Mockingbird songs are more elaborate in species that live in more variable climates.
Carlos Botero of Cornell University in Ithaca, New York, and his colleagues analysed almost 100 separate recordings spanning 29 species of mockingbird collected from across the New World. Places where precipitation and temperature were more variable and less predictable had birds that sang more consistently, had a broader repertoire and were better at copying the calls of other species.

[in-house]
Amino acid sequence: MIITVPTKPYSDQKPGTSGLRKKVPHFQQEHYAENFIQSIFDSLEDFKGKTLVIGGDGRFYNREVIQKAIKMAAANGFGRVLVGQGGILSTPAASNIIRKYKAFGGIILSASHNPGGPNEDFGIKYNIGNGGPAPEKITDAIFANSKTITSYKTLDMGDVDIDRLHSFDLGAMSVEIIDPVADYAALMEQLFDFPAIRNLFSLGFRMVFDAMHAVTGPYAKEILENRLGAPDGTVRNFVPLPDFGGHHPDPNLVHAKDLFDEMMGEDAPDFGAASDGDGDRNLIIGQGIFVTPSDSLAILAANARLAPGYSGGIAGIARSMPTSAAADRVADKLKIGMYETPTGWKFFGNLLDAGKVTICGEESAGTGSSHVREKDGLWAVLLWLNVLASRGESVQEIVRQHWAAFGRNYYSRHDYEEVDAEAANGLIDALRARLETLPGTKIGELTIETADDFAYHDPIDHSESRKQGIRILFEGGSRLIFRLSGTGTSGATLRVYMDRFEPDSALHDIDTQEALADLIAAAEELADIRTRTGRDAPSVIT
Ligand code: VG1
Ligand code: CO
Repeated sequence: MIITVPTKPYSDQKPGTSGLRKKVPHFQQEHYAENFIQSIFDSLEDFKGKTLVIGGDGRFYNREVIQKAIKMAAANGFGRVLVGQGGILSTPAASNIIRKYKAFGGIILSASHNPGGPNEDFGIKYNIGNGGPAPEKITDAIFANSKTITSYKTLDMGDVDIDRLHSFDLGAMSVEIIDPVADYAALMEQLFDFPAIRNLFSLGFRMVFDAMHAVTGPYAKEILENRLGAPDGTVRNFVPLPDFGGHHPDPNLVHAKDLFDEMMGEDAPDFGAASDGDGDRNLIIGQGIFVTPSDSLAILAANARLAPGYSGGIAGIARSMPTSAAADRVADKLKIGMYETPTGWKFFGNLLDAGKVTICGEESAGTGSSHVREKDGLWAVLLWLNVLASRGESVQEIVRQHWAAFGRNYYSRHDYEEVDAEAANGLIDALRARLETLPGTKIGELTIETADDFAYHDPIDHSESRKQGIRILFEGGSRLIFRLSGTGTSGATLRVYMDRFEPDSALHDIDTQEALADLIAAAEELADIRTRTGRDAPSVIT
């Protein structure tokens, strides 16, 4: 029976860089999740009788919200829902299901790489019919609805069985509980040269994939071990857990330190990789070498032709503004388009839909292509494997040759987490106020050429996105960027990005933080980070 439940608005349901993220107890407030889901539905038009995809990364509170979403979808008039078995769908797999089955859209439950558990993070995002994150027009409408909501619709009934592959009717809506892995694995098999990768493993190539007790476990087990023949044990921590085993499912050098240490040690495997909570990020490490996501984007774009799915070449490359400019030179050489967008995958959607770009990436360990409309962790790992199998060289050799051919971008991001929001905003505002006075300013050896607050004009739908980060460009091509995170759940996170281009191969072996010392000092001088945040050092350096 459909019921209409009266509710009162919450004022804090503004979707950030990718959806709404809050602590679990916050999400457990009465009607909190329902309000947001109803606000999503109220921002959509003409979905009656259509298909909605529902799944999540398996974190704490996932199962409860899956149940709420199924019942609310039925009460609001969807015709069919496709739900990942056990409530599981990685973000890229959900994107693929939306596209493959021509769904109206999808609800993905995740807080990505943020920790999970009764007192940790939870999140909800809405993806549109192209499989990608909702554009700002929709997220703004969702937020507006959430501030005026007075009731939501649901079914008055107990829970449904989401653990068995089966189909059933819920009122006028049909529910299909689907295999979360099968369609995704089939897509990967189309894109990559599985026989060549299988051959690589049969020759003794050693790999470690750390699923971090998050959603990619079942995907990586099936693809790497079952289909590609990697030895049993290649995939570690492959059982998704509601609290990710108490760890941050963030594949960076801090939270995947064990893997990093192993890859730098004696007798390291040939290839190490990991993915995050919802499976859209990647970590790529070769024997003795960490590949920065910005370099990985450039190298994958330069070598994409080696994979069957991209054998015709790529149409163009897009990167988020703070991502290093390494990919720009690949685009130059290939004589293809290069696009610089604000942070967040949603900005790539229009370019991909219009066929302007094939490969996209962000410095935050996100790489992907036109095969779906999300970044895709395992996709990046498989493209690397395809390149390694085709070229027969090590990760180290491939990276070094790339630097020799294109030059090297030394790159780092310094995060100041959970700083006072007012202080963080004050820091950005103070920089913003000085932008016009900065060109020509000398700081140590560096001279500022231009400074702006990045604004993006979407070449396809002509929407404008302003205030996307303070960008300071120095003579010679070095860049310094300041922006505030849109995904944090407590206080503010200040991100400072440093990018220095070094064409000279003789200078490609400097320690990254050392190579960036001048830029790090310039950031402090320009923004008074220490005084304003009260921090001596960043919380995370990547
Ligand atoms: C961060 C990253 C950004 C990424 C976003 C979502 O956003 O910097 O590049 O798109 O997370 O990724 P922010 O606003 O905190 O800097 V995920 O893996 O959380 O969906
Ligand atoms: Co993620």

The researchers suspect that the correlation relates to a sexual display of fitness, either spurred by increased competition for limited resources and females in variable climes, or tracking with neurological adaptations needed to survive in an unpredictable world.
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Animal behaviour: Singing in the rain. Nature 459, 487 (2009). https://doi.org/10.1038/459487b